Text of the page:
At Groza Learning Center our experienced education specialists are ready to support and guide your family during these unprecedented times.  We understand that this is a very stressful time for parents and children.  Many children are self-motivated and will be able to keep up with their curriculum, however, there are also children who will require more direction, structure, and guidance in order to ensure continuity.  We can create, customize, and implement a long term learning plan for your child.

We are offering online tutoring and test prep using video conferencing with an interactive whiteboard and screen sharing. Sessions will be held in-center today, March 2oth for those previously scheduled.  However, as of  11:59 pm, we will be closing in compliance with the “Safer at Home” ordinance. We will continue to keep you updated and informed.   We are here to help and are easily accessible, call or email us with any questions or concerns.  Let’s work together to ensure our kids are given the tools and resources they need to grow and thrive.

Warm Regards,

The Groza Learning Team

Updates on Standardized Test: Reschedules and Cancellations:

SAT – March 28th & May 2nd SAT & SAT Subject Tests are canceled. Click here for updates.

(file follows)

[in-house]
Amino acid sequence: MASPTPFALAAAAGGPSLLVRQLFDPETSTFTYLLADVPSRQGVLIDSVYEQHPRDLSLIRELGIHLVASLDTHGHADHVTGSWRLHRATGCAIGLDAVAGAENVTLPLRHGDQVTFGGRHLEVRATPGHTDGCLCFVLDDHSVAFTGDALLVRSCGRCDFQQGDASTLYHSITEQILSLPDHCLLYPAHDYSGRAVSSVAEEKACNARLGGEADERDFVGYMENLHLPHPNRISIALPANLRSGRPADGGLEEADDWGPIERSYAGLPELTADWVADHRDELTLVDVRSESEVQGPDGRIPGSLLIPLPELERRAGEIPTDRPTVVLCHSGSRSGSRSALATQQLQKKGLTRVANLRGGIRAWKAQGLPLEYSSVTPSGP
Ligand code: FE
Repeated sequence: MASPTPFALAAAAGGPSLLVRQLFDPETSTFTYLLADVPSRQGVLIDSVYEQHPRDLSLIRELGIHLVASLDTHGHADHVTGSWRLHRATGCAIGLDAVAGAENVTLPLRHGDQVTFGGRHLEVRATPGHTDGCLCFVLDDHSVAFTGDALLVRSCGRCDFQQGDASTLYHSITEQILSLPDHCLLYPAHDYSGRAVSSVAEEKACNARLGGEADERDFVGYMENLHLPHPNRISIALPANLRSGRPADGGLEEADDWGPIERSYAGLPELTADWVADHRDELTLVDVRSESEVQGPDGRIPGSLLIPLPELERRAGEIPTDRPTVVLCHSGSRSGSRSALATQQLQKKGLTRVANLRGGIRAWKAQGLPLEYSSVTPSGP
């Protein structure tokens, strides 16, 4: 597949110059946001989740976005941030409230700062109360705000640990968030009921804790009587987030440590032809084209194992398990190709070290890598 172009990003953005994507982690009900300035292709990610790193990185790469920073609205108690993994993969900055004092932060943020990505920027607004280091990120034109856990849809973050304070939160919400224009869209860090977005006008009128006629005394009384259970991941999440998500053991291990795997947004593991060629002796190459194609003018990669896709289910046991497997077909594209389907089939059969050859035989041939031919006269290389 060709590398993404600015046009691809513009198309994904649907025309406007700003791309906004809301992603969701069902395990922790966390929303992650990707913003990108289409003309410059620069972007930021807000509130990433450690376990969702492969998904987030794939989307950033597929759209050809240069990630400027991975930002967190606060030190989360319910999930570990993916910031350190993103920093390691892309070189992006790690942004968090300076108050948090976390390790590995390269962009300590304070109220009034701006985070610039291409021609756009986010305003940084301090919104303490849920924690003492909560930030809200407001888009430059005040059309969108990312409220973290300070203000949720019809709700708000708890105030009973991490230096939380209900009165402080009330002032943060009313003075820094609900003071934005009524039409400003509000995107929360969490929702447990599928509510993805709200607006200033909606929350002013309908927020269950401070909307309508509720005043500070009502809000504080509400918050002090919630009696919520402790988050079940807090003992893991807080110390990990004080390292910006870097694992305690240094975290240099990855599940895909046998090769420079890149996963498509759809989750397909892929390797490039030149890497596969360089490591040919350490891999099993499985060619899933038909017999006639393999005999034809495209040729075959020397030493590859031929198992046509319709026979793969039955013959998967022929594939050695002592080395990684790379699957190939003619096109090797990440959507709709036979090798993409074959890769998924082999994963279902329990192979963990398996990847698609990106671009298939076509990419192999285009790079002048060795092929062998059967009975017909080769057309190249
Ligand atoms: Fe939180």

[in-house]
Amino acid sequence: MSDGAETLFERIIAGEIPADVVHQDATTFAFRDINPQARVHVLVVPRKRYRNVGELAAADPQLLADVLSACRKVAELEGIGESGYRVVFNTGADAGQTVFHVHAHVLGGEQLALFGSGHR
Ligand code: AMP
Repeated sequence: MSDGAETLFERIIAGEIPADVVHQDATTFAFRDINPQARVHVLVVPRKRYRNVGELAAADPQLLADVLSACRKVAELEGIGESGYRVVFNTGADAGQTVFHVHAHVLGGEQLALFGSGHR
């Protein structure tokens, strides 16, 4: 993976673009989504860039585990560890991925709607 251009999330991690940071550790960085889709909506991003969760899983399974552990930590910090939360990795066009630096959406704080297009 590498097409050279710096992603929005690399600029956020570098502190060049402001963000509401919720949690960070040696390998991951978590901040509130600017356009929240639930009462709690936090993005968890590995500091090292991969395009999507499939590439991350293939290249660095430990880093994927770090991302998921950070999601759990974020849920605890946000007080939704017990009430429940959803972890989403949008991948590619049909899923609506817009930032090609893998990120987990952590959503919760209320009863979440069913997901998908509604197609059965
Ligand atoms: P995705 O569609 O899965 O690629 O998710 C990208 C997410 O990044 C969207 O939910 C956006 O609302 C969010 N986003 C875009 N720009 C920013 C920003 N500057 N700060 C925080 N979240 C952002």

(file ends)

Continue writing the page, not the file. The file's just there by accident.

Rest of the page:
AP Exams – Still as planned. Additional information will be posted by March 20th. Click here for updates.
ACT – April 4 test date rescheduled for June 13, check here for updates on future dates.
CAASPP, PFT – State Assessments have been suspended, click here for more information.
ELPAC – Waiting for further CDE/ED guidance, click here for more information.

AP Exams

AP Exams 1

Are They In Vogue Or Out of Fashion?

As a parent, it can be challenging to keep up with the latest trend in the high-pressure culture of academics. AP classes were designed to give students the experience of an intro-level college class while in high school, and they can even earn college credit for the course if they pass the AP exam saving money and time. By the way, the AP program is run by the College Board (the makers of the SAT). AP classes have been in vogue for the last decade as a determining factor in college admissions.

These days, AP’s are considered helpful but not necessarily a determining factor anymore. There are even some highly elite private high schools in the Washington D.C. area that are doing away with them altogether because they believe they already have a rigorous course of study and don’t want to feel beholden to the specialized curriculum that is required by the AP standards.